Haftarah Parshat Korah (1 Samuel 11:14-12:22)
June 20, 2015 / 3 Tammuz 5775
Political corruption has plagued humankind since the advent of organized society. Where there is fear of dishonest behavior, there is also the potential for unjust accusations, and not even the greatest leaders were immune. Even the likes of Moses and Samuel were forced to fight off allegations of corruption. The prophet Samuel was so put off by such accusations that he addressed them in a rousing speech where he even called upon God to testify to his honesty: “He said to them: ’The Lord then is witness, and His anointed is witness, this day, that you found nothing in my possession’, and he responded (vayomer): ‘witness’. (1 Samuel 12:5)
We must immediately note that the response to Samuel’s charge is awkward. It would have been more appropriate for the response to have been in the plural, namely, the audience listening to his message should have resoundingly responded their acknowledgement of his honesty. Instead it reads in the singular, leaving room for interpretation. (It should be noted that the NJPS translation renders it “they” in the body of the text, probably following the Jewish Aramaic translation Targum Yonathan.) Other commentators attempt to make do with the singular form. Rashi places the response in the mouth of a “Bat Kol – heavenly voice”. (There will be more on this in a moment.) Rabbi David Kimche, on the other hand, in his pshat (plain meaning) interpretation, claims that the “he” refers to the “entire people”. Rabbi Joseph Kara, a younger contemporary of Rashi, places the response in the mouth of every single member of the people.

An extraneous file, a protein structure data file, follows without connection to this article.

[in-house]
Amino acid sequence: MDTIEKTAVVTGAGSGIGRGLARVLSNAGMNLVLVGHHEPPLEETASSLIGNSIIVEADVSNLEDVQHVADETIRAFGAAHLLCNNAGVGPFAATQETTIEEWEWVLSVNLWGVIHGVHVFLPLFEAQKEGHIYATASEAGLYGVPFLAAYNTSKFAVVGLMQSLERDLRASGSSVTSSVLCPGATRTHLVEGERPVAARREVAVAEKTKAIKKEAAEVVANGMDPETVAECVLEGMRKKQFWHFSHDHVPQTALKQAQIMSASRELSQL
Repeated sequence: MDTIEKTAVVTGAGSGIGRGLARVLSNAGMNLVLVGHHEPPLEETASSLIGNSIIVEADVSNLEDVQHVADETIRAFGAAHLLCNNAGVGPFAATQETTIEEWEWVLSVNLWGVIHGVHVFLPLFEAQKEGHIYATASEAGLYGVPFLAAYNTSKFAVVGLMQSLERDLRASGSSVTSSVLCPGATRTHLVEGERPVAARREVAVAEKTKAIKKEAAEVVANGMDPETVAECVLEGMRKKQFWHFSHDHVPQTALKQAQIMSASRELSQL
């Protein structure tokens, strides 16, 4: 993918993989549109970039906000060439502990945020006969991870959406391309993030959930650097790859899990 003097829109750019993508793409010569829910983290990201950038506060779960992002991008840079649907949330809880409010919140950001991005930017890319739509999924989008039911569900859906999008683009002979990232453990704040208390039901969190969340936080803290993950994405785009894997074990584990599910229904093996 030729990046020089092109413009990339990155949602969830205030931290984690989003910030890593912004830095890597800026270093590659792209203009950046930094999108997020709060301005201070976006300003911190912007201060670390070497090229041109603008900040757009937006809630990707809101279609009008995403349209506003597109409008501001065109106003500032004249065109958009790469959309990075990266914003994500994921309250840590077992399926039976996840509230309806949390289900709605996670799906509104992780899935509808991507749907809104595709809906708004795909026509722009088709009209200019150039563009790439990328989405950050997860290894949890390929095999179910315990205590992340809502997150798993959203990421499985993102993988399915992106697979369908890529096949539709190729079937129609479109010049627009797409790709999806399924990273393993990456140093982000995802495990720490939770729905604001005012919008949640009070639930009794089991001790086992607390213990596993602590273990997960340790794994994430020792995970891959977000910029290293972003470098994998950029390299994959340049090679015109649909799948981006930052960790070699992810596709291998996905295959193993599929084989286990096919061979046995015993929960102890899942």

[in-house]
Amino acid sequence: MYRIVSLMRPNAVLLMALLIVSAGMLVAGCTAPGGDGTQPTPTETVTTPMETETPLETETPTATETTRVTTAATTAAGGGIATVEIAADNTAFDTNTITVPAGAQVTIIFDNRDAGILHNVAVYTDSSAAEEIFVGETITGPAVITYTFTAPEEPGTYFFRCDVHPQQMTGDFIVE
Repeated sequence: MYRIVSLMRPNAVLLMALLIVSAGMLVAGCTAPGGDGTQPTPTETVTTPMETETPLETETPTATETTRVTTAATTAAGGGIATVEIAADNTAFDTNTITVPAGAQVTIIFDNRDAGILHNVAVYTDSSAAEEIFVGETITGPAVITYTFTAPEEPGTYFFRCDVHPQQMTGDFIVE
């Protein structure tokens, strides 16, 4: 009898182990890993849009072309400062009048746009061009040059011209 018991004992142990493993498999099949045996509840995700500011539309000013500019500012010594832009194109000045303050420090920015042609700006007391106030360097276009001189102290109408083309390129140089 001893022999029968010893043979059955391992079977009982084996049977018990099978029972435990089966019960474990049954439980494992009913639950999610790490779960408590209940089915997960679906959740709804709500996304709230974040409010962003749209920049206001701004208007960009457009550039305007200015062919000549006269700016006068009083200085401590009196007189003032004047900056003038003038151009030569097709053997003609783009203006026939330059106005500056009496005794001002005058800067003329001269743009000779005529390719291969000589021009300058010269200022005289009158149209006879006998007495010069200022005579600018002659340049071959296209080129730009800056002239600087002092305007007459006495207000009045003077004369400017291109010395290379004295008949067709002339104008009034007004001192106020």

Rashi’s interpretation is based on the following midrash found in the Talmud (and elsewhere): “Said Rabbi Elazar: In three places the Holy Spirit appeared [in court]: in the court of Shem, in the court of Samuel of Ramah, and in the court of Solomon… ‘In the court of Samuel’, as it is written: ‘Here I am; testify against me before the Lord and before His anointed: Whose ox have I taken, or whose ass . . . and they said: You hast not defrauded us nor have you robbed us, and you have taken nothing from anyone.’ And he said to them: ‘The Lord then is witness and His anointed is witness this day that you have found nothing in my possession,’ and He said: ‘[He is] witness.’ ‘And He said’; should it not be ‘And they said’? [But] it was a Bath Kol that came forth and said, ‘I am witness in this matter.’” (Makot 23b)
Sometimes justice will not be done by one’s fellows. In some cases, “uprightness” will only be measured before God and this must suffice for the upright person. The only requisite, obviously, is that it be true justice in God’s eyes (as it were!) and not a haven for false or misappropriated justice.